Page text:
September is an interesting month in the Cinque Terre. Since I’m now, finally, out of school, it doesn’t hold that same feeling that it did (even in grad school, oddly enough). In the United States, it seems like it snaps right to that autumn, “back to school” season as everyone bids a last Labor Day farewell to warmer, carefree days at the beach.
In Monterosso, September has a different feeling – not of a beginning, per se, but of an end. The busy tourist season is winding down, and as August fades away, the tourists come to a screeching halt, falling back into my favorite mix of Americans, Australians and Northern Europeans, all of whom speak English, making my life much easier. The weather is sunny and still warm, and the beaches are sparsely dotted with blankets. Manuel and I had our choice of lettini (beach chairs) at the Stella Marina beach today, and everyone lounged around eating ice pops and drinking espresso. The locals are tired, but talk turns to upcoming winter vacation negotiations instead of the usual complaints about the heat, humidity, and headaches of what is always a very busy August. My friends happily debate the merits of Corsica over Sardinia, Indonesia over Thailand, and laugh at my American misfortune for never being able to visit the beaches of Cuba. All in all, it’s a happy time, and a relief that in a few months, everyone has their lives back again.
What I love most about this time of year is the staggering amount religious festivals and other cultural events that happen every week – sometimes twice - just in Monterosso. Adding up all of the Italian Riviera, it seems everyone has a church with some sort of patron saint day this month- not a huge stretch considering the high church-to-resident ratio in Italy. We have 3 churches, 2 orario’s, a convent and 2 sanctuaries, but I really have no idea of the difference between them. Italian people, though Catholic through and through, are in a rhythm of being accustomed to the various religious structures and festivals, and aren’t great at explaining what each one is for.
Thursday, for example, was the Festa di Maria di Fegina – the holiday for Maria of the church of the new town on Via Fegina. Ignorant to the fact that there was a “Maria Di Fegina”, I know a religious parade when I see it. I later did some digging and found out the actually feast day was for Santa Maria Nascente, who the tiny church is named for. In contrast to the huge church for St. John the Baptist (the official patron saint of Monterosso al Mare) this church is endearing – one room, with just a few sculptures, and – always – older Italian women clustered in the back, lips silently moving in prayers recited from decades of practice.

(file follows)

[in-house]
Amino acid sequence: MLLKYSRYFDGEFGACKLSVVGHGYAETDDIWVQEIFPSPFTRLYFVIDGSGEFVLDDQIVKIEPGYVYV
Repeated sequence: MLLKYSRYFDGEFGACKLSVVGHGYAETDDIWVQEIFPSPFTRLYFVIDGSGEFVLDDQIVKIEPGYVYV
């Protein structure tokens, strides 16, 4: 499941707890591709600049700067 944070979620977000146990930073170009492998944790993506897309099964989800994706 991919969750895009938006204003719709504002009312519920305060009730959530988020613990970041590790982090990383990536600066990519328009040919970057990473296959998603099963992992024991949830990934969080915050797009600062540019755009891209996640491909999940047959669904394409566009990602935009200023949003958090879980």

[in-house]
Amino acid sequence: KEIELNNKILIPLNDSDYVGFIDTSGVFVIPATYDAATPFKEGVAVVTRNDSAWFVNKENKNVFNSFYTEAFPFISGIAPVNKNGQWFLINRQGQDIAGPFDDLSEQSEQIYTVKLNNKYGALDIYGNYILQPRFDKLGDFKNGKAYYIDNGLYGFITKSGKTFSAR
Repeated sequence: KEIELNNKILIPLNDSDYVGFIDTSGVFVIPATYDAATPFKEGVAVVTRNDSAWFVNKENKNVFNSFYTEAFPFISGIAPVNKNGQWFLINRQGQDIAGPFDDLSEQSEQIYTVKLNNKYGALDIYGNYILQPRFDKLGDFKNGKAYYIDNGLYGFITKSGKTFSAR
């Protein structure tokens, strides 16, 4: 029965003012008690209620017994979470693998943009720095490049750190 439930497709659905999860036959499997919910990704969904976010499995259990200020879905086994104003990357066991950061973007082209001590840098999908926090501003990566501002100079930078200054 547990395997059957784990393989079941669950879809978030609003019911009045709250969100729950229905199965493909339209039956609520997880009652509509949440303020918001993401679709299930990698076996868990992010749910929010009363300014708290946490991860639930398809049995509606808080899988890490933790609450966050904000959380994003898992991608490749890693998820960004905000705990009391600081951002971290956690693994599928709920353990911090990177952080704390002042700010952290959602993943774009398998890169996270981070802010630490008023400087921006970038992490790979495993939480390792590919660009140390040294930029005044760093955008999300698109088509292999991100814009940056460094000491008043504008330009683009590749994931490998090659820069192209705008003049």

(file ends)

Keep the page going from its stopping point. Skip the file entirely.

For the festa, the streets were bathed in glowing light, by dozens of small flickering candles (ironically cased in thin paper cupcake wrappers, which I have been unable to find here). Like a silent alarm went off, after the vespers finished, people automatically started putting out candles. Hundreds of people, holding candles and wearing robes, followed a huge crucifix and a small statue of the Virgin Mary down Via Fegina, chanting prayers and occasionally stopping to greet a friend or grandmother. It was beautiful, ethereal and solemn, but I couldn’t help but giggle a little as I noticed after the procession, the huge crucifix was carried back to the old town in a pick-up truck, sticking out the top awkwardly as 5 men and children held it still. Then followed the usual spettacolo pirotecnico (fireworks) that everyone loves. Adults and children alike lined the railings to the beach, “oooooh-ing” and “ahhhhh-ing” appropriately. Yes, fireworks are fireworks, but flashing over an inky black Ligurian Sea with a cloudless, cool night they have a special feeling. Everyone stops to look, smiling up at the sky. Food stops coming out of the kitchen for a few minutes, and diners and waiters alike are on a pause, gazing up at the dripping colors into the sea.
Now I see why everyone here loves September.